David’s passion to improve the state of public design consciousness started when he was invited to participate in CORA, the Congress of Residential Architecture. CORA is a national organization dedicated to all aspects of building better homes for more people, an organization committed to educate the public on the importance of good quality design. There David spent five proceeding years on their national steering committee helping to create lectures and content, developing and moderating their message boards, and creating an alliance with AIA CRAN which was in its earliest development at the time. David’s work concluded with the co-writing of a manifesto that outlined major changes in the profession that would allow inclusivity style and promote design education to the public. The manifesto was presented as a formal resolution at the 2010 AIA national conference in Miami where it was formally supported by the current President. At that moment, David transferred his philanthropic efforts from CORA to AIA’s Custom Residential Architects Network, CRAN.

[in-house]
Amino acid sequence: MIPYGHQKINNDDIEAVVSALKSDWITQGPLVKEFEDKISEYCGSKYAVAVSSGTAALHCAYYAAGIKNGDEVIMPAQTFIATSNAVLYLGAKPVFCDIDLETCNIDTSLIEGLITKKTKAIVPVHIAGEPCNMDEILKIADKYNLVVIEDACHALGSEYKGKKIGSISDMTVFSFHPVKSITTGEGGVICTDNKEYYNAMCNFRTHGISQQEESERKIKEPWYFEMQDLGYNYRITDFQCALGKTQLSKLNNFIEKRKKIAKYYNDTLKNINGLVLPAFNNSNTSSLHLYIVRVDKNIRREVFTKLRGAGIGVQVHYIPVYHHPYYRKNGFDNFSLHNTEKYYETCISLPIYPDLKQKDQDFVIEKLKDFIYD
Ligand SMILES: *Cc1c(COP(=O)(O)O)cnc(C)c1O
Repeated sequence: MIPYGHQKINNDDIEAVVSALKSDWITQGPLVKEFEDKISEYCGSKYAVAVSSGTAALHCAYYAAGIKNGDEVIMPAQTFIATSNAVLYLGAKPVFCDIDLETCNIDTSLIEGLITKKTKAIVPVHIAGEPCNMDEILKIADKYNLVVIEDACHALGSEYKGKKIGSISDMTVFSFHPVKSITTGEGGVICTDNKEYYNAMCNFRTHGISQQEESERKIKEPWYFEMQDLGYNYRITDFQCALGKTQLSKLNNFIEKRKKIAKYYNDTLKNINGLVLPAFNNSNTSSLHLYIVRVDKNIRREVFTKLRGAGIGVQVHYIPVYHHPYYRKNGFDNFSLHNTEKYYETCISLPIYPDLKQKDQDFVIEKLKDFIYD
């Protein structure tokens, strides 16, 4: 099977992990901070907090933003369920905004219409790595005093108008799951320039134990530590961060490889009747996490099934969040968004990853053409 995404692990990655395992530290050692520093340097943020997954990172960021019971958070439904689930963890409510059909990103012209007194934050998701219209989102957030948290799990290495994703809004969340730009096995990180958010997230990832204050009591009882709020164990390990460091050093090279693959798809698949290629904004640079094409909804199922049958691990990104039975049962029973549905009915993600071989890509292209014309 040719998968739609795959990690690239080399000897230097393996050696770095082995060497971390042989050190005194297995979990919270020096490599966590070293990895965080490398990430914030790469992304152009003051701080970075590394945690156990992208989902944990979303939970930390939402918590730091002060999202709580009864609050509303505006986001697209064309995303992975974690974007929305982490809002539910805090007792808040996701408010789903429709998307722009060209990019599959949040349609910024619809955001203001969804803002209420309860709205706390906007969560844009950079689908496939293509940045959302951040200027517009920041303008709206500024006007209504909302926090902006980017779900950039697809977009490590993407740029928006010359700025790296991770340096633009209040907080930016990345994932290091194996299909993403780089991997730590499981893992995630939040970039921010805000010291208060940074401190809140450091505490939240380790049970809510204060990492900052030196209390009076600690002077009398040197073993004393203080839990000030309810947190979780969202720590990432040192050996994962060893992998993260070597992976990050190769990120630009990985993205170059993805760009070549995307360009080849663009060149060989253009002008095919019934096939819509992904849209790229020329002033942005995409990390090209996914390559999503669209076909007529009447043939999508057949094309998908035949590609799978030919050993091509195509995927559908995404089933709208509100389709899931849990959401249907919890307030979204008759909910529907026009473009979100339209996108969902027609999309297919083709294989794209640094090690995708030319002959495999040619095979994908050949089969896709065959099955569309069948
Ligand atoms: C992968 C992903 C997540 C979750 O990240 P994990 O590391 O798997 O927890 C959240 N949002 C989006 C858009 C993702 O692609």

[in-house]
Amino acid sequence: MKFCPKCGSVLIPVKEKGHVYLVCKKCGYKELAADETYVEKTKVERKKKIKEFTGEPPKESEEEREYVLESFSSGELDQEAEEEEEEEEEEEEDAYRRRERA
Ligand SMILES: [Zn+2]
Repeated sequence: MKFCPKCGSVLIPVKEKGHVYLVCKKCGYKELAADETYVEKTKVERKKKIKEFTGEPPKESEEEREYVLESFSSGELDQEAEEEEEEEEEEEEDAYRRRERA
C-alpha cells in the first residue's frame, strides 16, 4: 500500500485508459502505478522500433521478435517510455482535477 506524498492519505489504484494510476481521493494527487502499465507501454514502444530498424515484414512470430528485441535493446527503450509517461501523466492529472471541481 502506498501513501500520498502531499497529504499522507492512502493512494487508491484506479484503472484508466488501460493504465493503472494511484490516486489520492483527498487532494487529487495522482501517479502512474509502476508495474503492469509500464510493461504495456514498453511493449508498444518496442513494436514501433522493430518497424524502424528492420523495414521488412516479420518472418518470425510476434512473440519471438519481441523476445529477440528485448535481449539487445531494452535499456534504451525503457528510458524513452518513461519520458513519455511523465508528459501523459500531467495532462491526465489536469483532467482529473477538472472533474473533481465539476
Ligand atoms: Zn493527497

The CRAN Knowledge Community develops knowledge and information to benefit architects who are engaged in, or who are interested in learning more about, custom residential practice. CRAN presents information and facilitates the exchange of knowledge and expertise to promote the professional development of its members via discussion forums, national symposia and conventions, publications, and local activities. At CRAN David took on a myriad responsibilities and appointments that concluded with executive leadership and appointment as 2014 National AIA CRAN Chairman. David was instrumental in the following: